A computer algorithm that modifies images by mimicking the rules of natural selection can work with people to evolve novel works of art. A new breed of art has evolved. A computer program has been built that creates digital artworks using algorithms that mimic natural selection. Researchers at Nagoya University in Japan built the software after learning how artistic methods are passed down through generations. Paintings that have remained to the present were painted by scaling, rotating and combining motifs that had already existed. This appeared to echo the process of biological evolution, in which traits are inherited and altered from parent to child.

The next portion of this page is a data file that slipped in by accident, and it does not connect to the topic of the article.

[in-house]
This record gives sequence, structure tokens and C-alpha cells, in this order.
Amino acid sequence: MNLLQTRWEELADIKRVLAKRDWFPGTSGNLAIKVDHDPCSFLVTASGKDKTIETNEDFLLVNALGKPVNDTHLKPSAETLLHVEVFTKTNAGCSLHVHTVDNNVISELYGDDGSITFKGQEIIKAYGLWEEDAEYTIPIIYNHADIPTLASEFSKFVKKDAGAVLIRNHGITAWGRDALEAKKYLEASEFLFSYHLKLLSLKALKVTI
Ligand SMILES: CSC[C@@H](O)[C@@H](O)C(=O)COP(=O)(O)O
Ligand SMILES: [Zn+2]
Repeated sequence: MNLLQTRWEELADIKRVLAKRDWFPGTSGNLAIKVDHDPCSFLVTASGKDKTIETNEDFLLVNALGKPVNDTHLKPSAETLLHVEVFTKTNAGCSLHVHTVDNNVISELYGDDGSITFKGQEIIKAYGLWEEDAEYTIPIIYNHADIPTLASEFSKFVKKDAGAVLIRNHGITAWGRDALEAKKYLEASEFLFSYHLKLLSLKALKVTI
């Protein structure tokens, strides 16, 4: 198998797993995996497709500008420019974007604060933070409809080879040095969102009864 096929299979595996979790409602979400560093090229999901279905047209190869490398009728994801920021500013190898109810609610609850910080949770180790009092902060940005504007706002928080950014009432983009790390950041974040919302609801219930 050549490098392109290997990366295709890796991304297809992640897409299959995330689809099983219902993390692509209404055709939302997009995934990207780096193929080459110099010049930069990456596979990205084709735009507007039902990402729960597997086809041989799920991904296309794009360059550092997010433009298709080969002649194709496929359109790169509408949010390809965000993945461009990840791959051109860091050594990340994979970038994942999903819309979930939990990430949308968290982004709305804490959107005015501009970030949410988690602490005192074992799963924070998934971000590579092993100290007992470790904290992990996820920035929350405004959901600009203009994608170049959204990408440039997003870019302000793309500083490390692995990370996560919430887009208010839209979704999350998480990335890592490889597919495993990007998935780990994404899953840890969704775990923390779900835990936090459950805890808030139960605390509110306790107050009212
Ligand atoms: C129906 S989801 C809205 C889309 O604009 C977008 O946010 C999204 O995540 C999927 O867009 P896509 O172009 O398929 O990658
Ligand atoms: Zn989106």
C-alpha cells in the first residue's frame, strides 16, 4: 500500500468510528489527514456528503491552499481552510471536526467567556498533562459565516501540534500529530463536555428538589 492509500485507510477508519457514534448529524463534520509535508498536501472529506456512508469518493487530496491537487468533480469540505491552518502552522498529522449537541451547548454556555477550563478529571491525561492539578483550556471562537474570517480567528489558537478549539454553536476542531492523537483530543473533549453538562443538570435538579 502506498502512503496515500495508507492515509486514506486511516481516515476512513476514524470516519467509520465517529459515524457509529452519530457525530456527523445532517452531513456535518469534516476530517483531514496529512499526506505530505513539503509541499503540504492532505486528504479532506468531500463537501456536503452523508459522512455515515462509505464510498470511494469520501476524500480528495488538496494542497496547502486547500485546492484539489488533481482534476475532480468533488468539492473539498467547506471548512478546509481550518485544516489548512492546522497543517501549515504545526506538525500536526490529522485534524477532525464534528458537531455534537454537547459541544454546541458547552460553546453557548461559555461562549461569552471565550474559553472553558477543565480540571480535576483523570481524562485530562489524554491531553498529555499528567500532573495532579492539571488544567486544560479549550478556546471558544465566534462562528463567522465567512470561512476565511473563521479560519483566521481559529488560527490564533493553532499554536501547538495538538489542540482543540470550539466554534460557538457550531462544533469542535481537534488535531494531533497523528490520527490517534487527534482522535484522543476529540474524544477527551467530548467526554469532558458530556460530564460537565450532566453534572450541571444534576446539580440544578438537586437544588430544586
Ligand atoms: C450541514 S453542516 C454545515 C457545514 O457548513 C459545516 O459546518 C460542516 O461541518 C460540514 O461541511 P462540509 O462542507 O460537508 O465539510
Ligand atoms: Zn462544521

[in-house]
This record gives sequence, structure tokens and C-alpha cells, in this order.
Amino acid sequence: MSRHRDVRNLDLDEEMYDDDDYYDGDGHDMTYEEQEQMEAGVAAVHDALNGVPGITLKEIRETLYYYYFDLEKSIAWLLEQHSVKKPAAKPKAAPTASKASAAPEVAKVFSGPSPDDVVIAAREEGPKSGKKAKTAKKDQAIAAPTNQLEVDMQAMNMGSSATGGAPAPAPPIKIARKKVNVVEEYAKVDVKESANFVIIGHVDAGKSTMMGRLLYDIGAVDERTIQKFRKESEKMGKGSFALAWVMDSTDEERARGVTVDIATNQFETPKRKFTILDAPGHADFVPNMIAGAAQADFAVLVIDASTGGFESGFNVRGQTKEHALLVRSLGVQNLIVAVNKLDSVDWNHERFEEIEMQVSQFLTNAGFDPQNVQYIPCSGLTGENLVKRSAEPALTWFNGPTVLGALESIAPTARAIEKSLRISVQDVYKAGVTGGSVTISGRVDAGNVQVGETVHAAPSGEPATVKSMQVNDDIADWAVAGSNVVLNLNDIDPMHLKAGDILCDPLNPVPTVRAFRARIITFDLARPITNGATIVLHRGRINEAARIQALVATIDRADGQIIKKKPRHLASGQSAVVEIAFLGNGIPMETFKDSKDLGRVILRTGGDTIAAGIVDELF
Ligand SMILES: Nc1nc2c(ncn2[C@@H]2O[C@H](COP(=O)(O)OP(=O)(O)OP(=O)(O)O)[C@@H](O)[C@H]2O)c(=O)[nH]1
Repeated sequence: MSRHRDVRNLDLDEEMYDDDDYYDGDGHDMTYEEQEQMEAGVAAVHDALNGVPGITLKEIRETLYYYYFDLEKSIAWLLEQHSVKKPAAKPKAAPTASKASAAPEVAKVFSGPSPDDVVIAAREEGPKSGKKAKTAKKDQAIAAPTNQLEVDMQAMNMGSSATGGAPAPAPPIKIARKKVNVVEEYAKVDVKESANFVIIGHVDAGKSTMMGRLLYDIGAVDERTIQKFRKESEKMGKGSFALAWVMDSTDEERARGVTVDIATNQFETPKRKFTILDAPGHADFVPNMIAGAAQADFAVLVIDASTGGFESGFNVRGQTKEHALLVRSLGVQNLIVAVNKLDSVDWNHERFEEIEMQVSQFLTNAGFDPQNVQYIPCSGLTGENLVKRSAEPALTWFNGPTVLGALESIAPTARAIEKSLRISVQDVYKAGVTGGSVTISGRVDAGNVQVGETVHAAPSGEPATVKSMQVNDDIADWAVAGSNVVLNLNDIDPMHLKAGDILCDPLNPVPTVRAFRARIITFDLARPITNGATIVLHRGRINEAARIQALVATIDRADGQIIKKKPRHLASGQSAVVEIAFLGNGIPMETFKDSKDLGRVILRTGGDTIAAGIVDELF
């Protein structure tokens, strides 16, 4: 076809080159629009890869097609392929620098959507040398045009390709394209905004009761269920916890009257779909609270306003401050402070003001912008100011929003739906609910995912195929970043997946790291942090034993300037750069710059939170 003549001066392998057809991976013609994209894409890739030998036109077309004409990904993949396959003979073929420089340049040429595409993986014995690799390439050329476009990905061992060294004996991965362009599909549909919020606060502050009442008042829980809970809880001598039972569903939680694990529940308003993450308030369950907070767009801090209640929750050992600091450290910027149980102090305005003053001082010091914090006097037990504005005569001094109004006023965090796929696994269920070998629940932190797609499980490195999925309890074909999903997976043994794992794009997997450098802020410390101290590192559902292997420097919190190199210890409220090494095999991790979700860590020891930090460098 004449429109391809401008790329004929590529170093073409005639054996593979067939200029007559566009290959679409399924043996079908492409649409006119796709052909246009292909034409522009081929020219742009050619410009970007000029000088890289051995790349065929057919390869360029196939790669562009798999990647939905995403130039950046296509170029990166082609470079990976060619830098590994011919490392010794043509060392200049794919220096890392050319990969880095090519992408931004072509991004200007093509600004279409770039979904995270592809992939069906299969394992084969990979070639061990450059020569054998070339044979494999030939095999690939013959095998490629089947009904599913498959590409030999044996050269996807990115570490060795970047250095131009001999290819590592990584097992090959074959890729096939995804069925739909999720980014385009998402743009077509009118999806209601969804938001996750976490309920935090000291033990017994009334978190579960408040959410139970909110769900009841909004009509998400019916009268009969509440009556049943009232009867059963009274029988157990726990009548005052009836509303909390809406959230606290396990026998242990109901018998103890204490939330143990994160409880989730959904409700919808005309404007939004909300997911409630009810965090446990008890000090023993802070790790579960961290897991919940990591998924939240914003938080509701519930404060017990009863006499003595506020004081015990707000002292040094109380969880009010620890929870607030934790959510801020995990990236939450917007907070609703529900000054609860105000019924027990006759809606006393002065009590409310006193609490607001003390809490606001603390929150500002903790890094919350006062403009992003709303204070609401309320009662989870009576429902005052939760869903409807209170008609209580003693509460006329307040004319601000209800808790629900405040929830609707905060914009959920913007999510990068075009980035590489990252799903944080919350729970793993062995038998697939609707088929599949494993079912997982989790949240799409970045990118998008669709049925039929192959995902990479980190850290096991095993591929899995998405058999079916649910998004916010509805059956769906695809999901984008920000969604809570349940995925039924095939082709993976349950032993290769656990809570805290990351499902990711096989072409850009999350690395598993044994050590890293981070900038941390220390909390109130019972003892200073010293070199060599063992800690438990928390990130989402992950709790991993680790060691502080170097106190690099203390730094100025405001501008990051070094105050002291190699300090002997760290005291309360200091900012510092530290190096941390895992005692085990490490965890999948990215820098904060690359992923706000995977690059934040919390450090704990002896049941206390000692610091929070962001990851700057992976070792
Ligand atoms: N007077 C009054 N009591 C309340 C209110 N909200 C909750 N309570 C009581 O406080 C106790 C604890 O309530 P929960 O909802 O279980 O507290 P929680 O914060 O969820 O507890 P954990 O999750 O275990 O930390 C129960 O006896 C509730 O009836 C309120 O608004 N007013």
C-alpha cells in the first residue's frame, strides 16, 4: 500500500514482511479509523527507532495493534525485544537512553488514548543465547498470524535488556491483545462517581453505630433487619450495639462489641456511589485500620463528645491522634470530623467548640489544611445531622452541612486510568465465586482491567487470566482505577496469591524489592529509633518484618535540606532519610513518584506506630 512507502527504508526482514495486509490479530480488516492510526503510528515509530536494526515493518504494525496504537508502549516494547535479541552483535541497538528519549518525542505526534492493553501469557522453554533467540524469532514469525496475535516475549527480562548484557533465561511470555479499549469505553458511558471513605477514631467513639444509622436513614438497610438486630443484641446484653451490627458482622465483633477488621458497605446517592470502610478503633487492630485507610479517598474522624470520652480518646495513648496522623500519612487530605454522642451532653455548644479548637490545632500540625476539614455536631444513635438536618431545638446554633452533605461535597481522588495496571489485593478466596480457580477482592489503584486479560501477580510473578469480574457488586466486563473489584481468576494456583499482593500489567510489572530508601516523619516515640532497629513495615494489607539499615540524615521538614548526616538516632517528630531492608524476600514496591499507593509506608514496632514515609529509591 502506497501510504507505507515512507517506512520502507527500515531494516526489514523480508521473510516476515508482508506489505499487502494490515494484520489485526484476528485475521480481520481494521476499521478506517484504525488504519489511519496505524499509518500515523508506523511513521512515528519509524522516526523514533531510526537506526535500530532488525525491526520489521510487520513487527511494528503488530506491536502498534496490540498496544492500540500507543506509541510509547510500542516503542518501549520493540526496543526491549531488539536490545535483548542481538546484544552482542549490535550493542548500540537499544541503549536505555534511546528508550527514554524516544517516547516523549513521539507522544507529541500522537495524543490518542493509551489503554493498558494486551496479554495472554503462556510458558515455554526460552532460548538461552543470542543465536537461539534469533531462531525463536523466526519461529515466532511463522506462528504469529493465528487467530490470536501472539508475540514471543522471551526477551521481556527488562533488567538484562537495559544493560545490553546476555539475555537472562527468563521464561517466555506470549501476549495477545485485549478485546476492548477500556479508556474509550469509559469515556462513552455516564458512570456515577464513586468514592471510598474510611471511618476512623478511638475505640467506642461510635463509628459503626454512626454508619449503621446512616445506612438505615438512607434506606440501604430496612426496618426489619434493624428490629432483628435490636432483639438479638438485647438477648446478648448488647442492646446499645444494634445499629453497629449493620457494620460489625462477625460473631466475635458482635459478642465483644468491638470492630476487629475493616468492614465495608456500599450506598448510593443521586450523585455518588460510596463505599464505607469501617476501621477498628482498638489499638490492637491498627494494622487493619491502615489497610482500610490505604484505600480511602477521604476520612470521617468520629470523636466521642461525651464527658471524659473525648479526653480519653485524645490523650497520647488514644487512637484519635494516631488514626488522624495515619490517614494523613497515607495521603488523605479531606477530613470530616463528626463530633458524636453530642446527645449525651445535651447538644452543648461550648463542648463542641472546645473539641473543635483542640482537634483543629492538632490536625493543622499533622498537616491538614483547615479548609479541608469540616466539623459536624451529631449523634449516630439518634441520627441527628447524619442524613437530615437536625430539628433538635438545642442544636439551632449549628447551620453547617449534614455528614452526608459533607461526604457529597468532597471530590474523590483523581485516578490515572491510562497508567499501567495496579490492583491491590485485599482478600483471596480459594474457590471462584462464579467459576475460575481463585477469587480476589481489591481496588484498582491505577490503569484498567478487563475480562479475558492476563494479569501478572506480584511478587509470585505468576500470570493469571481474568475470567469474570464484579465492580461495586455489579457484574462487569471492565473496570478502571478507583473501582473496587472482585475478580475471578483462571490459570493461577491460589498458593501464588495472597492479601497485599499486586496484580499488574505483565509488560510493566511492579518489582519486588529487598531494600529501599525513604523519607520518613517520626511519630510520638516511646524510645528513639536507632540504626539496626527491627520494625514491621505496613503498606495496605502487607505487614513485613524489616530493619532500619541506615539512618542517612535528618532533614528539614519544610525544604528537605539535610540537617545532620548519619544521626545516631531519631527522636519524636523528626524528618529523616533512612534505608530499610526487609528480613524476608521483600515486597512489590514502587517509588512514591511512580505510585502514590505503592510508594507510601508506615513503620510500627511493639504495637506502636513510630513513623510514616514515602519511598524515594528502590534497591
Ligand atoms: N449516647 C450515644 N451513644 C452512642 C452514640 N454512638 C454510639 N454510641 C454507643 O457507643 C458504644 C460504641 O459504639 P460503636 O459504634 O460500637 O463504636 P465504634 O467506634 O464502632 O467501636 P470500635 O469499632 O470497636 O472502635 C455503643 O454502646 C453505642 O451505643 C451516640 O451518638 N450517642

To use the program, a person first indicates the style of art that they like. Then they select a picture from a few preloaded images to feed into an algorithm. The algorithm mutates the image in different ways: chopping it in half, overlaying it on another image or randomly altering it. The resulting images are either culled or kept depending on how closely they adhere to the user's initial stylistic choices, and the process repeats. The person can stop the process at any time and select an image they like, or let it keep running. Finally, the person adds colour to the image, as the program currently manipulates the images in black and white.